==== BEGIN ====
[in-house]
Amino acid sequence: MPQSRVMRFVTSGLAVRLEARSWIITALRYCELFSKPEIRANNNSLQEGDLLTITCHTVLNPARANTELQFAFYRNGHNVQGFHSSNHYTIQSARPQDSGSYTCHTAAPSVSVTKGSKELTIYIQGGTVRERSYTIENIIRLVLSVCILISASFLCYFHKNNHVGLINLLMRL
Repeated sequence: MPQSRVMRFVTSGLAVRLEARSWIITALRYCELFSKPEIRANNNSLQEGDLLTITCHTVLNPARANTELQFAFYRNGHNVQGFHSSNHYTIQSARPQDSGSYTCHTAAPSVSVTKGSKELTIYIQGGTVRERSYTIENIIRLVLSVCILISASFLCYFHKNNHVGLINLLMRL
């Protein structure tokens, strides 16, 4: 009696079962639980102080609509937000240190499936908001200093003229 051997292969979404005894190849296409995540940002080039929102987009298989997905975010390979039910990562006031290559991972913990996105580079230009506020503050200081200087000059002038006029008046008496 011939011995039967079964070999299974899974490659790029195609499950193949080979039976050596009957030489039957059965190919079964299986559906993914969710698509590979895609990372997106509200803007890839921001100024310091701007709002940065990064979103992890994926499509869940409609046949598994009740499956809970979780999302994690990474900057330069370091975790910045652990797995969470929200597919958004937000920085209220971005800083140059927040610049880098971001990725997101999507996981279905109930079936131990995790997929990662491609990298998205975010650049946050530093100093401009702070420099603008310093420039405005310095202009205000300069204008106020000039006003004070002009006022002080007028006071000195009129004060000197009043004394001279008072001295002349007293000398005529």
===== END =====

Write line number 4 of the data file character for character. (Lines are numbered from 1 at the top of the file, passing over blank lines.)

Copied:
């Protein structure tokens, strides 16, 4: 009696079962639980102080609509937000240190499936908001200093003229 051997292969979404005894190849296409995540940002080039929102987009298989997905975010390979039910990562006031290559991972913990996105580079230009506020503050200081200087000059002038006029008046008496 011939011995039967079964070999299974899974490659790029195609499950193949080979039976050596009957030489039957059965190919079964299986559906993914969710698509590979895609990372997106509200803007890839921001100024310091701007709002940065990064979103992890994926499509869940409609046949598994009740499956809970979780999302994690990474900057330069370091975790910045652990797995969470929200597919958004937000920085209220971005800083140059927040610049880098971001990725997101999507996981279905109930079936131990995790997929990662491609990298998205975010650049946050530093100093401009702070420099603008310093420039405005310095202009205000300069204008106020000039006003004070002009006022002080007028006071000195009129004060000197009043004394001279008072001295002349007293000398005529």